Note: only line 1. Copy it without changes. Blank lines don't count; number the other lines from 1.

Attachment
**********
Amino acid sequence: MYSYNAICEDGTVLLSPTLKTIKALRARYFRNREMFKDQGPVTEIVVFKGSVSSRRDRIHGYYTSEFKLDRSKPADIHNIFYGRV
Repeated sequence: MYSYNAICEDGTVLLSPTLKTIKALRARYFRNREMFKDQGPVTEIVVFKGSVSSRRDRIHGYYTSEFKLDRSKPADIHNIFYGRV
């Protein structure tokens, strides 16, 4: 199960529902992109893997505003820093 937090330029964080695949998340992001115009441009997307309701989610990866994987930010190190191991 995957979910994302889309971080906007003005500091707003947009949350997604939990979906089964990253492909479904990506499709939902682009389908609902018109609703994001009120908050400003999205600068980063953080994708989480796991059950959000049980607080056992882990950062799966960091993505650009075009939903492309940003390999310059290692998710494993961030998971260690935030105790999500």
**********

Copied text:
Amino acid sequence: MYSYNAICEDGTVLLSPTLKTIKALRARYFRNREMFKDQGPVTEIVVFKGSVSSRRDRIHGYYTSEFKLDRSKPADIHNIFYGRV